Various preferred compositions of the present invention meet the requirements for certification under AS 4736-2006.
  • [0026]
    Examples of compositions in accordance with the invention are set out below.
  • Example 1
  • [0027]
    51 kg of butylene adipate terephthalate copolyester and 5.5kg of polylactic acid were placed in a agitator and mixed for several minutes. 2.5 kg of glycerine, 1.5 kg of sorbose and 0.8 kg of Bean oil available from Sishui Shenyuan Bean Oil Factory in Shandong Province, China, were added to the agitator and mixed at low speed for several minutes to coat the granular material with the liquids. 22 kg of corn starch available from the Shandong HenRen Industry and Trading (Group) Co. Ltd, China, and 0.5 kg of paraffin were added to the agitator and mixed for a minute. Agitation then occurred at high speed for a minute before reducing the agitation to a stop.
  • [0028]
    The mixture was rested for several minutes and then agitated firstly at low speed and then at high speed by which time the components were fully mixed. The composition was then fed to an extruder for extrusion at a desired thickness.
  • Example 2
  • [0029]
    60 kg of propylene adipate terephthalate copolyester, 13.5 kg of polylactic acid, 3.5 kg of glycerine and 1 kg of the Bean oil as used in Example 1 were placed in agitator and mixed for 15 minutes at low speed.
  • [0030]
    34 kg of corn starch as used in Example 1, 2.5 kg of sorbose and 1 kg of paraffin were added to the agitator and mixed at high speed for several minutes before being allowed to rest, with the agitator open to the atmosphere.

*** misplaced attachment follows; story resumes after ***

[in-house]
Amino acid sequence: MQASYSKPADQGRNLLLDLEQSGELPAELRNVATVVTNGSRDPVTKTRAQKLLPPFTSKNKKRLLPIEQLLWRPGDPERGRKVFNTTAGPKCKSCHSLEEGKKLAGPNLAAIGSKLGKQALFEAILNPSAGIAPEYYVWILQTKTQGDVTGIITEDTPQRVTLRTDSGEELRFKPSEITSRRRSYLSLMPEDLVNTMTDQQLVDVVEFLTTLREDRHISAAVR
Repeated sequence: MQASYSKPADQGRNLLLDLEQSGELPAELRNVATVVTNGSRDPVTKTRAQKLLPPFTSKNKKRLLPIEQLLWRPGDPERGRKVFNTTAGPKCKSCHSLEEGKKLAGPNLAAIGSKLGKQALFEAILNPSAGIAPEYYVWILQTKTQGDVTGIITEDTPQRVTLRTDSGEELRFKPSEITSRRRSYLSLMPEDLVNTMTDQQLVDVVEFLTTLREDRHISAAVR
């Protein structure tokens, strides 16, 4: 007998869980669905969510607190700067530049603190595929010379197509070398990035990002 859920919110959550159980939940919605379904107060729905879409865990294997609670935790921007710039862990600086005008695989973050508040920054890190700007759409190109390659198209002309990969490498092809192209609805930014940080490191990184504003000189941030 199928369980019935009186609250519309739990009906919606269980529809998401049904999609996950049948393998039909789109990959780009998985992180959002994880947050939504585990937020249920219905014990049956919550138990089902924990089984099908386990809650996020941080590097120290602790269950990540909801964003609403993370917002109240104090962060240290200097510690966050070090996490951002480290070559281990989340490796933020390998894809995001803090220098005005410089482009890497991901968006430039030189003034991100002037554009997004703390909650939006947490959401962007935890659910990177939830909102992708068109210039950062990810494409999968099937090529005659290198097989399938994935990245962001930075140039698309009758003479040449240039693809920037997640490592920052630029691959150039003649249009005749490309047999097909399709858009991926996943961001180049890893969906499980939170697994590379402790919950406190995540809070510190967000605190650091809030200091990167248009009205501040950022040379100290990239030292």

• [0031]
    After re-sealing the agitator, the components were mixed again, firstly at low speed and then at high speed for two minutes before being transferred to an extruder for extrusion as a film.
  • Example 3
  • [0032]
    The procedure used in Example 1 was repeated using 58 kg of butylene adipate terephthalate copolyester, 8 kg of polylactic acid, 30 kg of corn starch as used in Example 1, 3 kg of glycerine, 2 kg of sorbose, 1 kg of paraffin and 1 kg of Bean oil as used in Example 1.
  • [0033]
    Film produced from Examples 1-3 showed excellent tear and high impact strength and was capable of being formed into a plastic bag suitable for use as a shopping bag. The composition was also biodegradable (as hereindefined) in the form of a shopping bag.
  • [0034]
    Variations to the method of formulation described in the above Examples are within the scope of this application. For instance, components may be pre-mixed prior to addition to the agitator.
  • [0035]
    Where the terms “comprise”, “comprises”, “comprised” or “comprising” are used in this specification, they are to be interpreted as specifying the presence of the stated features, integers, steps or components referred to, but not to preclude the presence or addition of one or more other features, integers, steps, components to be grouped therewith.
  • [0036]
    Although specific embodiments of the invention have been disclosed, those having ordinary skill in the art will understand that changes can be made to the specific embodiments without departing from the spirit and scope of the invention. The scope of the invention is not to be restricted, therefore, to the specific embodiments, and it is intended that the appended claims cover any and all such applications, modifications, and embodiments within the scope of the present invention.

Claims (14)

  1. 1. Biodegradable (as hereindefined) polymeric compositions comprising:
    (a) from about 41 to about 66 wt % of an aliphatic-aromatic copolyester;
    (b) from about 4.5 to about 18 wt % of polylactic acid;
    (c) from about 22 to about 34 wt % of corn starch;